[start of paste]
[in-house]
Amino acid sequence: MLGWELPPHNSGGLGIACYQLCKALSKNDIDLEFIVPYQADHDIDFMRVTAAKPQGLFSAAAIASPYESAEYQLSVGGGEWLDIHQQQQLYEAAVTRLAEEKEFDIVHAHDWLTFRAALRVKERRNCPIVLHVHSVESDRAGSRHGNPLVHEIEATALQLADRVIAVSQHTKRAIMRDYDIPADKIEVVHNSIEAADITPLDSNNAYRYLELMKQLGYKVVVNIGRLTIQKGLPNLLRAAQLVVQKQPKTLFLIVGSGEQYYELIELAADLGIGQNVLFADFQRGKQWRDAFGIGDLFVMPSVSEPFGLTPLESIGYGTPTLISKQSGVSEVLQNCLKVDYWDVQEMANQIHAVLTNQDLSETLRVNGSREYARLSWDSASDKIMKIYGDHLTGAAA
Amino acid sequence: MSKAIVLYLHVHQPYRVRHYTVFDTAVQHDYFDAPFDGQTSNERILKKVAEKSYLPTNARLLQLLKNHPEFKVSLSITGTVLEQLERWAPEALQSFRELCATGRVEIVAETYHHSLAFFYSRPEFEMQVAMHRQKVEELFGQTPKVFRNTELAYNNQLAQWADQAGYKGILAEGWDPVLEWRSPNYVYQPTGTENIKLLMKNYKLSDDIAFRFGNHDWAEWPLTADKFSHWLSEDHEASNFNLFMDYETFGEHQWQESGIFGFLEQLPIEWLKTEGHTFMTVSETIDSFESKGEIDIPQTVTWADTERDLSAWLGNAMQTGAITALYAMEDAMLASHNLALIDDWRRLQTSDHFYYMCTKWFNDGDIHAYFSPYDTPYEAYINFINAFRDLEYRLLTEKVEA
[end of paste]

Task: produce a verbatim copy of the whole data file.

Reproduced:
[in-house]
Amino acid sequence: MLGWELPPHNSGGLGIACYQLCKALSKNDIDLEFIVPYQADHDIDFMRVTAAKPQGLFSAAAIASPYESAEYQLSVGGGEWLDIHQQQQLYEAAVTRLAEEKEFDIVHAHDWLTFRAALRVKERRNCPIVLHVHSVESDRAGSRHGNPLVHEIEATALQLADRVIAVSQHTKRAIMRDYDIPADKIEVVHNSIEAADITPLDSNNAYRYLELMKQLGYKVVVNIGRLTIQKGLPNLLRAAQLVVQKQPKTLFLIVGSGEQYYELIELAADLGIGQNVLFADFQRGKQWRDAFGIGDLFVMPSVSEPFGLTPLESIGYGTPTLISKQSGVSEVLQNCLKVDYWDVQEMANQIHAVLTNQDLSETLRVNGSREYARLSWDSASDKIMKIYGDHLTGAAA
Amino acid sequence: MSKAIVLYLHVHQPYRVRHYTVFDTAVQHDYFDAPFDGQTSNERILKKVAEKSYLPTNARLLQLLKNHPEFKVSLSITGTVLEQLERWAPEALQSFRELCATGRVEIVAETYHHSLAFFYSRPEFEMQVAMHRQKVEELFGQTPKVFRNTELAYNNQLAQWADQAGYKGILAEGWDPVLEWRSPNYVYQPTGTENIKLLMKNYKLSDDIAFRFGNHDWAEWPLTADKFSHWLSEDHEASNFNLFMDYETFGEHQWQESGIFGFLEQLPIEWLKTEGHTFMTVSETIDSFESKGEIDIPQTVTWADTERDLSAWLGNAMQTGAITALYAMEDAMLASHNLALIDDWRRLQTSDHFYYMCTKWFNDGDIHAYFSPYDTPYEAYINFINAFRDLEYRLLTEKVEA